It’s been nearly nine months since President Trump enacted the Tax Cuts and Jobs Act. So, how has this major tax overhaul impacted the economy in the first three quarters of 2018?
Back at the end of 2017, I felt this year’s economy would be healthy because of the tax cuts. I based this prediction on the positive results of George W. Bush’s 2003 tax cuts. And, so far, things are working out the way I believed they would. We’re currently trending positively in the economy, the labor market, and the overall investment landscape.
I want to dig into what’s behind our current economically solid state of affairs.
Let’s start with a look at what the 2003 and 2018 tax cuts have in common:
1. Just like the 2003 cuts, the 2018 tax reform suffered a barrage of criticism. People argued that they really would only benefit large corporations and the richest among us, who would, of course, hoard the money for themselves and not share in the wealth. Read as: there will be no “good” outcomes, like wage increases or overall growth. Fifteen years ago, tax cuts faced the same bullets. But, all of the concern turned out to be huffing and puffing. More on this in a moment.
2. Neither the 2003 and 2018 cuts were phased in like other tax reform over the years. Instead, the impact was immediate. This point is a major reason as to why the cuts during both of these years stimulated (and in the case of 2018, continues to stimulate) multiple parts of the economy. Remember, as early as February of this year, tax-withholding Americans started receiving higher net take-home paychecks. That’s big news for our nation’s families.
3. The size of both of these tax cuts was roughly the same relative to GDP, coming in at close to 1% of US GDP. Looking at the most recent reform, the total was $200 billion while our total GDP is $20 trillion, so we hit the 1% mark.
4. Both of the cuts were fairly similar in nature. In 2003, capital gains were trimmed, and there was a 50% cut taken via expensing capital of companies. In 2018, there were not only industry and corporate tax cuts, but corporations are also able to expense 100% of capital purchases.
5. To date, 2018 has proved to be even more significant than the 2003 cuts. We’ve seen huge influence in business. Arguably, the most significant piece of this substantial impact has to do with repatriation of overseas cash. So far, US companies have brought back an estimated $700 billion. The US is raising interest rates, and massive amounts of cash are coming back US coffers. No wonder the dollar is so strong these days.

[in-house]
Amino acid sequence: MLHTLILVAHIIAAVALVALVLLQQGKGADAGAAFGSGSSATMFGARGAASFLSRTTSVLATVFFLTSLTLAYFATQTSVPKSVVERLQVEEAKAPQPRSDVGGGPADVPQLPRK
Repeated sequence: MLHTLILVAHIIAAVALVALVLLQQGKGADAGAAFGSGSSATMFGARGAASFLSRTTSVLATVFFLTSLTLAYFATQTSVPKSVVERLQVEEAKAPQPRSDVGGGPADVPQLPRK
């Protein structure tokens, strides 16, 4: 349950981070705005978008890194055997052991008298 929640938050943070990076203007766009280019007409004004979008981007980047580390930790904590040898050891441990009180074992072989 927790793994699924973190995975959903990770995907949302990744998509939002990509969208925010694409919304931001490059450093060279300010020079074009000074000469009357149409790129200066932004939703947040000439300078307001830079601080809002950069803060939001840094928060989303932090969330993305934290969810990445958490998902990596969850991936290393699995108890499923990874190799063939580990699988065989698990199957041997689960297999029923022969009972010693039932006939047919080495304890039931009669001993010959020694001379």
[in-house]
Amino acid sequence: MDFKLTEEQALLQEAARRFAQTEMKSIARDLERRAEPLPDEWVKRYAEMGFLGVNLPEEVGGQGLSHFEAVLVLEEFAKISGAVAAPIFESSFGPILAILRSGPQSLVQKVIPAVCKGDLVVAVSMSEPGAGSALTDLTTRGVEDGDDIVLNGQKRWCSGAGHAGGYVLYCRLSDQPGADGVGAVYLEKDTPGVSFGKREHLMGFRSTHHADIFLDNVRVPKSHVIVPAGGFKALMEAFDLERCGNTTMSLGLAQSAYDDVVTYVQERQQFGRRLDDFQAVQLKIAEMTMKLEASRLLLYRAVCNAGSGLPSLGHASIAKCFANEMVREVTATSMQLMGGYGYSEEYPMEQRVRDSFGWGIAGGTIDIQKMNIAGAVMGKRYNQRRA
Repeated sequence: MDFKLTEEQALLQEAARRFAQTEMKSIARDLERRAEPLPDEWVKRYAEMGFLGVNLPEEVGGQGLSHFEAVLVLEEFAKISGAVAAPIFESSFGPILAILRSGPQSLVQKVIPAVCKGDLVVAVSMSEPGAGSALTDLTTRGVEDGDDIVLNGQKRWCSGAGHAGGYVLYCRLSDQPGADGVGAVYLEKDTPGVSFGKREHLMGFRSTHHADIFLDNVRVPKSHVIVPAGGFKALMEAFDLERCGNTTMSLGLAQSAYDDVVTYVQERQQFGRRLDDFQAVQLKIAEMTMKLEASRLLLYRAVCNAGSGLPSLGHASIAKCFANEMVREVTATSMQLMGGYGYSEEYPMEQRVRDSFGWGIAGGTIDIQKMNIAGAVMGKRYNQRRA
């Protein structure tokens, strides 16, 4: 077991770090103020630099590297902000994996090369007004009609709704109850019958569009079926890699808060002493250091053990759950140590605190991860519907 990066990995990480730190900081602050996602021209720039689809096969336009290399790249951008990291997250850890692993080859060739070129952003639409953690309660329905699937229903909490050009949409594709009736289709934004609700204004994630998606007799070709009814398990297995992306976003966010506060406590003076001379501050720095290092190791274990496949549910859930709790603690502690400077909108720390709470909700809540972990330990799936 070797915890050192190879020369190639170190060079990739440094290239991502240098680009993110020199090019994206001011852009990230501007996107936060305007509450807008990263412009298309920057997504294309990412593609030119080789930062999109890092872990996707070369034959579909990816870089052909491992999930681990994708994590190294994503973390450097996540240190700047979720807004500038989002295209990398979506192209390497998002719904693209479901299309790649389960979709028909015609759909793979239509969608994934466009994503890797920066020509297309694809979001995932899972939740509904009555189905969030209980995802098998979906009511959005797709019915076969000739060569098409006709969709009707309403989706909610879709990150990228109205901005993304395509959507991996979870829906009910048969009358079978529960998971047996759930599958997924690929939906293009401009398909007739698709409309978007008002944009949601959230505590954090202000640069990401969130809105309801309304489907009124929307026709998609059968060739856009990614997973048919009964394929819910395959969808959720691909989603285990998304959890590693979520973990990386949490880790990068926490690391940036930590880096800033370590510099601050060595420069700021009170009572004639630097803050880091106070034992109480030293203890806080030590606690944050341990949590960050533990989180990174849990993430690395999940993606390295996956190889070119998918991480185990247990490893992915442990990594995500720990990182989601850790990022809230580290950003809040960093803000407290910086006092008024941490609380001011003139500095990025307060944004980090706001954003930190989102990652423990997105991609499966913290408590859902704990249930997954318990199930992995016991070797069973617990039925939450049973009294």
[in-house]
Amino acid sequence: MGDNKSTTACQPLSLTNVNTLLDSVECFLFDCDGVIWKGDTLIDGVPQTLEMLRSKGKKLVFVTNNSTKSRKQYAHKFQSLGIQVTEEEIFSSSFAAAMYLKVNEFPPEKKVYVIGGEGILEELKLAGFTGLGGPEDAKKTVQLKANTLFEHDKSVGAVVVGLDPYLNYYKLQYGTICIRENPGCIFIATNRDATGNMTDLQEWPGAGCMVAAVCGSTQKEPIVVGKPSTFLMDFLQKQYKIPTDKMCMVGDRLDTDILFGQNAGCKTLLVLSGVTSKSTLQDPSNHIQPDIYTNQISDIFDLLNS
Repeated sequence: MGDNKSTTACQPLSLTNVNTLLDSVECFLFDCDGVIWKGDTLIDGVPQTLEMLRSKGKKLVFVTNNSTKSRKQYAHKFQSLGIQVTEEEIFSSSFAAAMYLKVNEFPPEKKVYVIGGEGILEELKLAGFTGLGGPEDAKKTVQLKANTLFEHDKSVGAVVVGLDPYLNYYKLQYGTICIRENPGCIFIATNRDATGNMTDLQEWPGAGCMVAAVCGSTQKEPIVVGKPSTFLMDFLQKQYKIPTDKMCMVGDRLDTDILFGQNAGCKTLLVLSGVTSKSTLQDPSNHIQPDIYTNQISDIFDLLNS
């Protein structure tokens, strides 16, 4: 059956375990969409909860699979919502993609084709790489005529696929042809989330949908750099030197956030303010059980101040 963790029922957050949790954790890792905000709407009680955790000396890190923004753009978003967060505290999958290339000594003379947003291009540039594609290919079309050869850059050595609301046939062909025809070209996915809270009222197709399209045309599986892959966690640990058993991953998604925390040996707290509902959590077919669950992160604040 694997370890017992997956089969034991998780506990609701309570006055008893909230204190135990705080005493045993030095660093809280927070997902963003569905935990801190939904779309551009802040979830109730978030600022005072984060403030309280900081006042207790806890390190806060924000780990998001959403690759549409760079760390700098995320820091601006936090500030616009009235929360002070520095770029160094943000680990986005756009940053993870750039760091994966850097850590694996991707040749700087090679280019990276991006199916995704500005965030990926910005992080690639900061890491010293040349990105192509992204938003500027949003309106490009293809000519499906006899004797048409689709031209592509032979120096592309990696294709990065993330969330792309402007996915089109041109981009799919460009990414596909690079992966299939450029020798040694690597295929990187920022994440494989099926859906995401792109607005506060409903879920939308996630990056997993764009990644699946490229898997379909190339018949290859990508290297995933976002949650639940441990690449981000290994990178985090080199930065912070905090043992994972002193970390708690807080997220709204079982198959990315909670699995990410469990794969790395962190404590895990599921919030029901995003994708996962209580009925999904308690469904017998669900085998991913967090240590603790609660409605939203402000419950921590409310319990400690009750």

Now (Jerry Maguire style), I’m going to show you the money.
Post-tax cuts in 2003, GDP surged to 7%. This number typically hovers around 2.25% on an annualized basis, so this spike was tremendous. After the initial swell, growth settled in at a healthy 3% level. And if you recall, this was after the tech bubble burst in 2000 and 2001.
The same thing seems to be happening this year.
We just saw our own 2018 surge in US GDP. The second quarter came in at a nominal 7% rate and at a more than 4% real rate when you adjust for inflation. My personal favorite GDP forecaster comes from right in our backyard, the ATL Fed. Their GDPNow estimate is pointing towards 4.7% growth in the third quarter.
Where exactly is this economic upside showing up? I’m glad you asked.
Remember, tax cuts put more net (after-tax) money in what I would estimate to be 90% of American households. So, the upswing has been apparent in US consumer spending and retail sales.
As our real per-capita disposable income goes up, we consumers are able to buy more. This same uptick in household spending happened for an entire year following the 2003 cuts, with retail spending tracking the increase almost perfectly. Today, we see a similar trend in income and retail spending.
And we’re not the only ones spending money; US companies are starting to put cash on the table, too.
I’m sure you’ve heard plenty about companies that are taking their new post-tax money and buying back their own stock and enriching their CEOs. And, yes, I think there’s no question there’s some of that happening. But, the number one use of repatriated cash has been to pay down debt.
Plus, we are beginning to see significant moves higher in capital spending – meaning that companies are investing in new technology, new machines, new plant equipment, and building new buildings.
All of this is fantastic news. But, I believe the most important impact we’ll see will be over the long haul.
Of course, only time will tell, but we do have some clues. The Congressional Budget Office has upgraded their economic forecast by $6 trillion over the next ten years according to one of our research partners. This number translates into $49,000 per household in America.
No one knows the specifics of where this new road will lead, but from all indications so far (and from what we know about the 2003 cuts) we are heading in a positive direction. With more money in the economy, in American businesses, and in the pockets of families, we all stand to benefit. As they say, more will be revealed, but I like what I see so far.